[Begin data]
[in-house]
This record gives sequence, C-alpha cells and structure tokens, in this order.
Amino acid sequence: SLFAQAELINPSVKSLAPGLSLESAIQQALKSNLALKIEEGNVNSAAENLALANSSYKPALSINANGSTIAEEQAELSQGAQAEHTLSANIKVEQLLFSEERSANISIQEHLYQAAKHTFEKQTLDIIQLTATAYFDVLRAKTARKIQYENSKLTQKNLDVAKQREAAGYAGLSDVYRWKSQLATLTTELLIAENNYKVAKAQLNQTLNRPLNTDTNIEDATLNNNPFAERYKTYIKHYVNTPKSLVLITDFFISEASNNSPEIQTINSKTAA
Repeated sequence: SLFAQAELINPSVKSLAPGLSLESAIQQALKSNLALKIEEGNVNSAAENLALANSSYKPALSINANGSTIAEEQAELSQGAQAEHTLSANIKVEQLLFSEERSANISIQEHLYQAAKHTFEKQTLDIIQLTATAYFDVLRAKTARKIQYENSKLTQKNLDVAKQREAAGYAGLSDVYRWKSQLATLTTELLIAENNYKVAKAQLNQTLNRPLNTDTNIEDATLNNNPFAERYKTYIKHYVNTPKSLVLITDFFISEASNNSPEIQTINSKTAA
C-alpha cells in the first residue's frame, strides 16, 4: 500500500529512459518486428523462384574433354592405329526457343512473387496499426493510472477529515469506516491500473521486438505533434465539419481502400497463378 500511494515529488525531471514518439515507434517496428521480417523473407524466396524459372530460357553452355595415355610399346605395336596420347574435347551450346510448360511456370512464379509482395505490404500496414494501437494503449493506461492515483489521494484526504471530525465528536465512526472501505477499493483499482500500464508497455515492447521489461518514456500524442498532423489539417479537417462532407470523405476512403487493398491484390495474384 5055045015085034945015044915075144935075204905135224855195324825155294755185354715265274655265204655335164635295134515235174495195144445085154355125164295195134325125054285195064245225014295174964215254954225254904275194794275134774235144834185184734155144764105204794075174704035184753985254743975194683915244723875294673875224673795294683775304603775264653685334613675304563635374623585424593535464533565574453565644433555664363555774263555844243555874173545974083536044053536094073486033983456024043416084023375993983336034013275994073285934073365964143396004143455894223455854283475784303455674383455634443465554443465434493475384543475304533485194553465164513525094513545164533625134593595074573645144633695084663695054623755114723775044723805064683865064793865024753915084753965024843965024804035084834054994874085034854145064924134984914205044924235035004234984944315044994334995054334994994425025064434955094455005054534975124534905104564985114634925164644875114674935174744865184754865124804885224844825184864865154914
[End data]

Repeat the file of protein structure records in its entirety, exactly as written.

[in-house]
This record gives sequence, C-alpha cells and structure tokens, in this order.
Amino acid sequence: SLFAQAELINPSVKSLAPGLSLESAIQQALKSNLALKIEEGNVNSAAENLALANSSYKPALSINANGSTIAEEQAELSQGAQAEHTLSANIKVEQLLFSEERSANISIQEHLYQAAKHTFEKQTLDIIQLTATAYFDVLRAKTARKIQYENSKLTQKNLDVAKQREAAGYAGLSDVYRWKSQLATLTTELLIAENNYKVAKAQLNQTLNRPLNTDTNIEDATLNNNPFAERYKTYIKHYVNTPKSLVLITDFFISEASNNSPEIQTINSKTAA
Repeated sequence: SLFAQAELINPSVKSLAPGLSLESAIQQALKSNLALKIEEGNVNSAAENLALANSSYKPALSINANGSTIAEEQAELSQGAQAEHTLSANIKVEQLLFSEERSANISIQEHLYQAAKHTFEKQTLDIIQLTATAYFDVLRAKTARKIQYENSKLTQKNLDVAKQREAAGYAGLSDVYRWKSQLATLTTELLIAENNYKVAKAQLNQTLNRPLNTDTNIEDATLNNNPFAERYKTYIKHYVNTPKSLVLITDFFISEASNNSPEIQTINSKTAA
C-alpha cells in the first residue's frame, strides 16, 4: 500500500529512459518486428523462384574433354592405329526457343512473387496499426493510472477529515469506516491500473521486438505533434465539419481502400497463378 500511494515529488525531471514518439515507434517496428521480417523473407524466396524459372530460357553452355595415355610399346605395336596420347574435347551450346510448360511456370512464379509482395505490404500496414494501437494503449493506461492515483489521494484526504471530525465528536465512526472501505477499493483499482500500464508497455515492447521489461518514456500524442498532423489539417479537417462532407470523405476512403487493398491484390495474384 5055045015085034945015044915075144935075204905135224855195324825155294755185354715265274655265204655335164635295134515235174495195144445085154355125164295195134325125054285195064245225014295174964215254954225254904275194794275134774235144834185184734155144764105204794075174704035184753985254743975194683915244723875294673875224673795294683775304603775264653685334613675304563635374623585424593535464533565574453565644433555664363555774263555844243555874173545974083536044053536094073486033983456024043416084023375993983336034013275994073285934073365964143396004143455894223455854283475784303455674383455634443465554443465434493475384543475304533485194553465164513525094513545164533625134593595074573645144633695084663695054623755114723775044723805064683865064793865024753915084753965024843965024804035084834054994874085034854145064924134984914205044924235035004234984944315044994334995054334994994425025064434955094455005054534975124534905104564985114634925164644875114674935174744865184754865124804885224844825184864865154914